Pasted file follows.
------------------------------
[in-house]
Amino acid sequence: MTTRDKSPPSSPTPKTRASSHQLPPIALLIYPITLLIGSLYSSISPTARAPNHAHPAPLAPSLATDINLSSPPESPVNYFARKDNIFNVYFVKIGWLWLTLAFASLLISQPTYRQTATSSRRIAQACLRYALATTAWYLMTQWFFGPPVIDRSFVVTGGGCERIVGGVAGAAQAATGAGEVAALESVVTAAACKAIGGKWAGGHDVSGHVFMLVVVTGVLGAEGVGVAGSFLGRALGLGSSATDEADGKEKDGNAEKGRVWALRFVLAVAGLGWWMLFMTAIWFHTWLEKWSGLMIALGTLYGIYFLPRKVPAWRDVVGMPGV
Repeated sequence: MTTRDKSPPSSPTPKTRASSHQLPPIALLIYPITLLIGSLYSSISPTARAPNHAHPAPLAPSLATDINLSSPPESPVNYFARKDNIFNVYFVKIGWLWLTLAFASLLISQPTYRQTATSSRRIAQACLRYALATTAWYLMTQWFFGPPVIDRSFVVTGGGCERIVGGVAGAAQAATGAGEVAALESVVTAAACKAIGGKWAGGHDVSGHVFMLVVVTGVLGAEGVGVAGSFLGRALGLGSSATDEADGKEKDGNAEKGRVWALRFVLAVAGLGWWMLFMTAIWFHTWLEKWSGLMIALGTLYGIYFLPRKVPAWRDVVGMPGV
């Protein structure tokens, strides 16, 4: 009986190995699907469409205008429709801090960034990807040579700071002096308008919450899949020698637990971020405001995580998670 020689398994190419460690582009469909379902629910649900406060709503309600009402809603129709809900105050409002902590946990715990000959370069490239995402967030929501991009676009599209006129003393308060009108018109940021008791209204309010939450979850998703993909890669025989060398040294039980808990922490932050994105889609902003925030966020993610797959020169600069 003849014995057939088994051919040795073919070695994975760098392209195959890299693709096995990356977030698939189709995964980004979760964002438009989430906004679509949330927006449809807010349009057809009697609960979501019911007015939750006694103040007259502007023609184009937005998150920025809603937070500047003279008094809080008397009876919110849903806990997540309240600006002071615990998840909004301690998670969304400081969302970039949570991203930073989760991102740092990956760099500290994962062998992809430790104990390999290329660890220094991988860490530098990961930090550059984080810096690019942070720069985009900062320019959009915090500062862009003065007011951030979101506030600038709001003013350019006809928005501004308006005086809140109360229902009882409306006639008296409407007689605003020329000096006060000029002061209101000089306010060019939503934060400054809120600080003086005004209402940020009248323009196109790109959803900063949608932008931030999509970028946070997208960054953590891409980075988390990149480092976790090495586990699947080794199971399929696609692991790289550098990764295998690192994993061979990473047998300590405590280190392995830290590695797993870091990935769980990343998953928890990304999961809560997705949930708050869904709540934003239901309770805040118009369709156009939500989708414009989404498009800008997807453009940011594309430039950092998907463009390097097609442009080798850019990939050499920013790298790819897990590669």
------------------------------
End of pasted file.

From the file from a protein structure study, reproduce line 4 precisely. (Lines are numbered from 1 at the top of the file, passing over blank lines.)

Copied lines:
């Protein structure tokens, strides 16, 4: 009986190995699907469409205008429709801090960034990807040579700071002096308008919450899949020698637990971020405001995580998670 020689398994190419460690582009469909379902629910649900406060709503309600009402809603129709809900105050409002902590946990715990000959370069490239995402967030929501991009676009599209006129003393308060009108018109940021008791209204309010939450979850998703993909890669025989060398040294039980808990922490932050994105889609902003925030966020993610797959020169600069 003849014995057939088994051919040795073919070695994975760098392209195959890299693709096995990356977030698939189709995964980004979760964002438009989430906004679509949330927006449809807010349009057809009697609960979501019911007015939750006694103040007259502007023609184009937005998150920025809603937070500047003279008094809080008397009876919110849903806990997540309240600006002071615990998840909004301690998670969304400081969302970039949570991203930073989760991102740092990956760099500290994962062998992809430790104990390999290329660890220094991988860490530098990961930090550059984080810096690019942070720069985009900062320019959009915090500062862009003065007011951030979101506030600038709001003013350019006809928005501004308006005086809140109360229902009882409306006639008296409407007689605003020329000096006060000029002061209101000089306010060019939503934060400054809120600080003086005004209402940020009248323009196109790109959803900063949608932008931030999509970028946070997208960054953590891409980075988390990149480092976790090495586990699947080794199971399929696609692991790289550098990764295998690192994993061979990473047998300590405590280190392995830290590695797993870091990935769980990343998953928890990304999961809560997705949930708050869904709540934003239901309770805040118009369709156009939500989708414009989404498009800008997807453009940011594309430039950092998907463009390097097609442009080798850019990939050499920013790298790819897990590669």